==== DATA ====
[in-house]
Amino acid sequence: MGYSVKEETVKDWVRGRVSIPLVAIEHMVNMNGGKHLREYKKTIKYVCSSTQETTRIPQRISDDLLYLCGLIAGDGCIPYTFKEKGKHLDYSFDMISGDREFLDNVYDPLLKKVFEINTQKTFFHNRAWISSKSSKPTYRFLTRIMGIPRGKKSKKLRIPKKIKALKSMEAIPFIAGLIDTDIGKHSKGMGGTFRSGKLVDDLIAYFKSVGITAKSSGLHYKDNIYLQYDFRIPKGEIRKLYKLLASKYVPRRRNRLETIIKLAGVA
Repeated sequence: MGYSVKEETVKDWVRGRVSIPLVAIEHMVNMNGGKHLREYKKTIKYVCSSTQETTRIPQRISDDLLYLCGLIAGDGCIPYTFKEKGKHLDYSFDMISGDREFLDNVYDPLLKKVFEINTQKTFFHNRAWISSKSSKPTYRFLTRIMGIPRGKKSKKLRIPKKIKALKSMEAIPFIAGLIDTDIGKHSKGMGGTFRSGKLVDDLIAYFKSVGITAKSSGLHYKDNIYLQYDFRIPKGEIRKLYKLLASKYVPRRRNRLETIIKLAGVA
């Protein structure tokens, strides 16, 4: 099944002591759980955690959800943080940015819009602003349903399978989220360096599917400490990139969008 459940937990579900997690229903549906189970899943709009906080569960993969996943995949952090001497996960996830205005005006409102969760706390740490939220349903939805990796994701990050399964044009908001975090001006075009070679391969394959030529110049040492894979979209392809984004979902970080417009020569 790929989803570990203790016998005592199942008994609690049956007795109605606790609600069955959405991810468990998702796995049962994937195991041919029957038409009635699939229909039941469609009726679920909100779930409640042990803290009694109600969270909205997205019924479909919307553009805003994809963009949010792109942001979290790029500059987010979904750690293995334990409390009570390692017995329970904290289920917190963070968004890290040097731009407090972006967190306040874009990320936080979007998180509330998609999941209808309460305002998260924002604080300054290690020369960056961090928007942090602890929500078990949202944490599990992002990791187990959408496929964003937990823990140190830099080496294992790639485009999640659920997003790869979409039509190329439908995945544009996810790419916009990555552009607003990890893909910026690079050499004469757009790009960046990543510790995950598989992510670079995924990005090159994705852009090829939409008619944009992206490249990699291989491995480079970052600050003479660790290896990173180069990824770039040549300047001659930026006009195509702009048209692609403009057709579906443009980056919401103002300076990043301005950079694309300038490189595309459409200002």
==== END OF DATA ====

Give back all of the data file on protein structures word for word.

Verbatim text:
[in-house]
Amino acid sequence: MGYSVKEETVKDWVRGRVSIPLVAIEHMVNMNGGKHLREYKKTIKYVCSSTQETTRIPQRISDDLLYLCGLIAGDGCIPYTFKEKGKHLDYSFDMISGDREFLDNVYDPLLKKVFEINTQKTFFHNRAWISSKSSKPTYRFLTRIMGIPRGKKSKKLRIPKKIKALKSMEAIPFIAGLIDTDIGKHSKGMGGTFRSGKLVDDLIAYFKSVGITAKSSGLHYKDNIYLQYDFRIPKGEIRKLYKLLASKYVPRRRNRLETIIKLAGVA
Repeated sequence: MGYSVKEETVKDWVRGRVSIPLVAIEHMVNMNGGKHLREYKKTIKYVCSSTQETTRIPQRISDDLLYLCGLIAGDGCIPYTFKEKGKHLDYSFDMISGDREFLDNVYDPLLKKVFEINTQKTFFHNRAWISSKSSKPTYRFLTRIMGIPRGKKSKKLRIPKKIKALKSMEAIPFIAGLIDTDIGKHSKGMGGTFRSGKLVDDLIAYFKSVGITAKSSGLHYKDNIYLQYDFRIPKGEIRKLYKLLASKYVPRRRNRLETIIKLAGVA
């Protein structure tokens, strides 16, 4: 099944002591759980955690959800943080940015819009602003349903399978989220360096599917400490990139969008 459940937990579900997690229903549906189970899943709009906080569960993969996943995949952090001497996960996830205005005006409102969760706390740490939220349903939805990796994701990050399964044009908001975090001006075009070679391969394959030529110049040492894979979209392809984004979902970080417009020569 790929989803570990203790016998005592199942008994609690049956007795109605606790609600069955959405991810468990998702796995049962994937195991041919029957038409009635699939229909039941469609009726679920909100779930409640042990803290009694109600969270909205997205019924479909919307553009805003994809963009949010792109942001979290790029500059987010979904750690293995334990409390009570390692017995329970904290289920917190963070968004890290040097731009407090972006967190306040874009990320936080979007998180509330998609999941209808309460305002998260924002604080300054290690020369960056961090928007942090602890929500078990949202944490599990992002990791187990959408496929964003937990823990140190830099080496294992790639485009999640659920997003790869979409039509190329439908995945544009996810790419916009990555552009607003990890893909910026690079050499004469757009790009960046990543510790995950598989992510670079995924990005090159994705852009090829939409008619944009992206490249990699291989491995480079970052600050003479660790290896990173180069990824770039040549300047001659930026006009195509702009048209692609403009057709579906443009980056919401103002300076990043301005950079694309300038490189595309459409200002």